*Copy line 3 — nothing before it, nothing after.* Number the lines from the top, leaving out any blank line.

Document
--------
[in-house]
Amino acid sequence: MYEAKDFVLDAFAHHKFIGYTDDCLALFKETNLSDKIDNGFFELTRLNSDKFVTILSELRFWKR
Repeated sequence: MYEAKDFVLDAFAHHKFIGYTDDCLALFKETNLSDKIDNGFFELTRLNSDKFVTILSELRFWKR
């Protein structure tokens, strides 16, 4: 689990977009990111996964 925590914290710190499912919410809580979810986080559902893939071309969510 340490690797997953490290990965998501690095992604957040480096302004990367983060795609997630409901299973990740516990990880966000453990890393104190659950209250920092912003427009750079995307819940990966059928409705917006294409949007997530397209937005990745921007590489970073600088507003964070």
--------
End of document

Repeated sequence: MYEAKDFVLDAFAHHKFIGYTDDCLALFKETNLSDKIDNGFFELTRLNSDKFVTILSELRFWKR